Next, we use the above mask shape as the input in the automated optimization program. After several iterations we obtain an optimized mask shown in the diagram below. This mask further reduces the nonuniformity from +/- 0.5% to +/- 0.14%.
The thickness distributions resultant from the above two correction masks are compared with that of no mask, in the figure below. The more uniform thickness comes at a cost of reduced material collection. Without mask, the material collection is 31.6%; with the manually fit masks and the optimized masks the material collection reduces to 28.6% and 28.1%, respectively.
Incorporated in the mask-optimization program is a mechanism that automatically favors solutions that preserve the material collection. For this particular coater, the material collection of 28.1% with the optimized mask is the highest one can expect if such a stringent uniformity is desired.
A necessary feature of any mask is a handle for installation. Using the mask-optimization program in V-Grade 5, it is realized through the user-defined constrains to the shape. In the above example we set the minimum width of the mask handle at 7 mm.
Coupled masks can be used as effectively as uncouple ones. In the same coater if we install masks close to the coated surface – 30 cm above the source (that is 2 cm below the coated surface), they are coupled. In other words, part of the material vapor from one source will be blocked by both masks on its path to the coated surface. The following diagram is the shape for such a coupled mask set (all dimensions are in cm). The mask tip is 29 cm from the center of the orbit. This coupled mask set yields almost identical results as the uncoupled ones: the thickness nonuniformity is +/- 0.16% with 28.1% material-collection efficiency.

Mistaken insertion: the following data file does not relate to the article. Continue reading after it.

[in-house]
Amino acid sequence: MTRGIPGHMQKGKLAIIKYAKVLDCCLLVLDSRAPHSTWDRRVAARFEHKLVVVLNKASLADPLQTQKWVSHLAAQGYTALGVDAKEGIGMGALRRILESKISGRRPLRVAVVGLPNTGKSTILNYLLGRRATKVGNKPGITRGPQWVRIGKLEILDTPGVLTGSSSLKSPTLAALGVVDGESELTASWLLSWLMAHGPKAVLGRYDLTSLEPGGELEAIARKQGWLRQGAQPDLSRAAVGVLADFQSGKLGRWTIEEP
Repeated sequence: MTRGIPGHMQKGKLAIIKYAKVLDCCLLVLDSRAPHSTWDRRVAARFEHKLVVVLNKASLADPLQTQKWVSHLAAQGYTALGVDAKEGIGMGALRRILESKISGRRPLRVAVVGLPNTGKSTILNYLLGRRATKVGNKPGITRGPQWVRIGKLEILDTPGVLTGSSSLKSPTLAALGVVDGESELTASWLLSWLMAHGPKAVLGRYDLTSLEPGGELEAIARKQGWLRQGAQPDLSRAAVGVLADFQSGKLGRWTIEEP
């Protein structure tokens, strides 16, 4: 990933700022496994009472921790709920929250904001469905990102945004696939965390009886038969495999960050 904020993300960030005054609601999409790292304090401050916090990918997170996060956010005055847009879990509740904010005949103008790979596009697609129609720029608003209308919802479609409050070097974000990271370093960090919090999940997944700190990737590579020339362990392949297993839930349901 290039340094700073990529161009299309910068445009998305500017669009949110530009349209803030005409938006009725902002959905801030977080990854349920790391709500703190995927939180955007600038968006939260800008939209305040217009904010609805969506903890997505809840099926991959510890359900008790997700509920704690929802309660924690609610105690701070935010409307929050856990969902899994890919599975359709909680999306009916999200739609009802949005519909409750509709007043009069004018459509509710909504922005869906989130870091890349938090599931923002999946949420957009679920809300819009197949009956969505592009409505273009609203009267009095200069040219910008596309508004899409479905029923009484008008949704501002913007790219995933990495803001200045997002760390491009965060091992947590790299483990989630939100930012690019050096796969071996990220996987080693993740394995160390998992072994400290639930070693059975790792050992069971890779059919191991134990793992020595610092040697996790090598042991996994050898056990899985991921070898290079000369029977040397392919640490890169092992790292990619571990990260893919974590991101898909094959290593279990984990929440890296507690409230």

We should keep in mind that a mask set that is optimized for coating a flat surface may not produce desired results when curved surfaces are coated. Take, for example, the coater that we analyzed previously with the optimized masks (the uncoupled set from above). Now, let us place four convex lenses along a radius of the fixture as in the previous case. The resultant thickness distributions on the lenses are shown in the figure below. The masks only equalize the maximum thicknesses in each lens, but they do nothing in correcting the asymmetry in the intra-lens thickness variations. If we employing the technique of terracing here, with the masks, we can again correct the asymmetry. This, however, beckons the question whether correction masks should be employed at all for this job. In many situations, in fact, the use of correction masks is not the best approach.
Evaporation rate of a source can usually vary in a wide range. Physical properties desired from the deposited material may dictate a suitable evaporation rate of the source. In regard solely to thickness uniformity one also need to pay attention to the evaporation rate employed.
There are two main considerations when we choose an evaporation rate: 1) the spatial distribution of the vapor plume is, to some degree, dependent on the evaporation rate of the material; 2) To produce very thin layers with good thickness uniformity, the evaporation rates must not be too high.
It is well known that in a vacuum the vapor cloud, or vapor plume, from an evaporating source can be modeled with the Knudsen cosine law:
where Flux is measured on the surface a source-centric hemisphere; C is proportional to the evaporation rate and n is a vapor parameter that can vary from one material to another and be dependent on the evaporation rate. The larger the n the more focused the vaper plume is – its value falls off more quickly as theta increases. Studies show that high evaporation rates tend to create focused plume. Although n values in a wide range have been reported, for modest evaporation rates the value of n is most commonly in the range of 1.5 to 2.
In all the studies shown previously we have used the same value: n =1.8. Now let us vary n and show its effects to the thickness uniformity in the model system that we analyzed previously: the planetary-motion coater with the uncoupled and optimized masks. The figure below shows how the thickness distribution changes if n deviates from 1.8.
The tight thickness uniformity can be regained if we re-optimize system with any of the above-mentioned techniques, or a combination of them.